2. Stephen Down
    on February 24, 2020 at 2:34 pm

    I’m not sure I agree with that, for a couple of reasons.

    First, if you only set the expectation that all pupils will get to the expected standard then you’re effectively putting a ceiling on aspirations for more able pupils by not identifying those who should be aiming for a high score or to reach greater depth.

    Second, if you set the expectation that all pupils will get to the expected standard then, for most schools, you’re setting a totally unattainable target, which makes it much harder to see which children really should be reaching it and which ones it would be an impossible or at least herculean challenge for.

    I do agree that setting targets based on 2 decimal places is ludicrous … heck, I’d say that even basing it on the nearest whole number is unnecessarily detailed … but targets do have a place. It isn’t about chasing a mythical positive VA/Progress score, it’s about making sure that all kids are achieving as well as they can.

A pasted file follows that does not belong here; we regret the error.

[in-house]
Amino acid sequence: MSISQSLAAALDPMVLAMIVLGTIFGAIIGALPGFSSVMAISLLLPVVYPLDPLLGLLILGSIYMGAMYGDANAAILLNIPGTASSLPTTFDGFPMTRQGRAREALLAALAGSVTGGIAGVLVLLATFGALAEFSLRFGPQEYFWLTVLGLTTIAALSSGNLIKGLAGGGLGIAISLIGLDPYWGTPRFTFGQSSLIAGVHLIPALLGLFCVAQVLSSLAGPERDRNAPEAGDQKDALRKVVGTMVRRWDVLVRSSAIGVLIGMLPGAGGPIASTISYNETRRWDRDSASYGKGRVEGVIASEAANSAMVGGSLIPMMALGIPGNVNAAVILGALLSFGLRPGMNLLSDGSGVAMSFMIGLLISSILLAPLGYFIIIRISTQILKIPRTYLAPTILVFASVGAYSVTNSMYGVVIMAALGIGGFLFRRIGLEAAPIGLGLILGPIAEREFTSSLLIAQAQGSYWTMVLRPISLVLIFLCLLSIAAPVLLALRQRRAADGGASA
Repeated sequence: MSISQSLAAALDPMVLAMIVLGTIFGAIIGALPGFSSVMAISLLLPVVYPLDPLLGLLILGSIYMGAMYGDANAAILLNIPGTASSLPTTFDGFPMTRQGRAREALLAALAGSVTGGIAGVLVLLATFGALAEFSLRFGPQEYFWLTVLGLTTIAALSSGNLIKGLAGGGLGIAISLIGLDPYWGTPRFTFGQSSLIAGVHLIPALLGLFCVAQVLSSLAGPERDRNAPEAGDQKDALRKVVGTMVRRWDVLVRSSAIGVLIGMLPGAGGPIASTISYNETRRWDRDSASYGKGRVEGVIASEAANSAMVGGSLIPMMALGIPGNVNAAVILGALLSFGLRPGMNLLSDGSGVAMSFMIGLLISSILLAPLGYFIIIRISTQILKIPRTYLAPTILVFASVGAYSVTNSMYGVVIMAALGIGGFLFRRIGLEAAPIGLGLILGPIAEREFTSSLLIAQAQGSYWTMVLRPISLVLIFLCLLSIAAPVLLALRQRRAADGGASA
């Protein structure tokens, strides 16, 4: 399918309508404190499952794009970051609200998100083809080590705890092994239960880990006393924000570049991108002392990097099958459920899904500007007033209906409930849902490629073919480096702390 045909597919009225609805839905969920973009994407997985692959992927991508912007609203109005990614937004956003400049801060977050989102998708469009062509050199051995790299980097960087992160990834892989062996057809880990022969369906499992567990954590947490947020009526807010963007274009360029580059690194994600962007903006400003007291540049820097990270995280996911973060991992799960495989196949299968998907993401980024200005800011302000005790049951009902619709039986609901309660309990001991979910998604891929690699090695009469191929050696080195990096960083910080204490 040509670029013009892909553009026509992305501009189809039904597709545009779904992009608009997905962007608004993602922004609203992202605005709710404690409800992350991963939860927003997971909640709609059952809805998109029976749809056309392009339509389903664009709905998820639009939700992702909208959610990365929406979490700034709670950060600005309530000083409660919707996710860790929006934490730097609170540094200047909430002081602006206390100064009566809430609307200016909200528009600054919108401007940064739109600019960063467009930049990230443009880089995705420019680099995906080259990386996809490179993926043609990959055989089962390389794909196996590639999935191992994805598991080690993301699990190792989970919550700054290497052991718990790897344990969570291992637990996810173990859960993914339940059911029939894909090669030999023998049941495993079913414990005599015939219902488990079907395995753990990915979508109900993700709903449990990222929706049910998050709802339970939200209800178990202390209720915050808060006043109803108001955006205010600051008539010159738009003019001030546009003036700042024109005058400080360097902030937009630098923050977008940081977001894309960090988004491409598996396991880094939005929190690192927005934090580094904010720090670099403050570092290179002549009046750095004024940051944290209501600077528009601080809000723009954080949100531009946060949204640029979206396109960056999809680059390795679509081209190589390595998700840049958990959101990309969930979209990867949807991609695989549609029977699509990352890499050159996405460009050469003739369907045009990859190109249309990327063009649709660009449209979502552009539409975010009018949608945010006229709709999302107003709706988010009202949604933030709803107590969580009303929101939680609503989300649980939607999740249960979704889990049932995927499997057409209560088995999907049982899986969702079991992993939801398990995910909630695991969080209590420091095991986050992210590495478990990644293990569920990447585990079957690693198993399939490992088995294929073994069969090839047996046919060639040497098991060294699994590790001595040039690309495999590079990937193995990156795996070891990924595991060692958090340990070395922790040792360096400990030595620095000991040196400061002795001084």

I work for an LA, and we encourage our primary schools to set targets for pupils in all year groups, based on 4 broad brush levels: GDS/High, EXS/Exp, WTS/<100, PKS-BLW. A bit of nifty Excellery and this gives teachers and school leaders a very useful tool for setting expectations. Schools who use this approach generally do better at getting kids to pass all three of reading, writing and maths, because the system highlights those children that might be missing one subject out of the three and encourages teachers to focus on where that extra push is needed. It also flags up where children had high prior attainment but may now be coasting if their targets are only Exp/EXS.

    Of course, data and targets are not the be-all and end-all, but if you don't know where you are heading then you don't know which way to go to get there.

    1. James Pembroke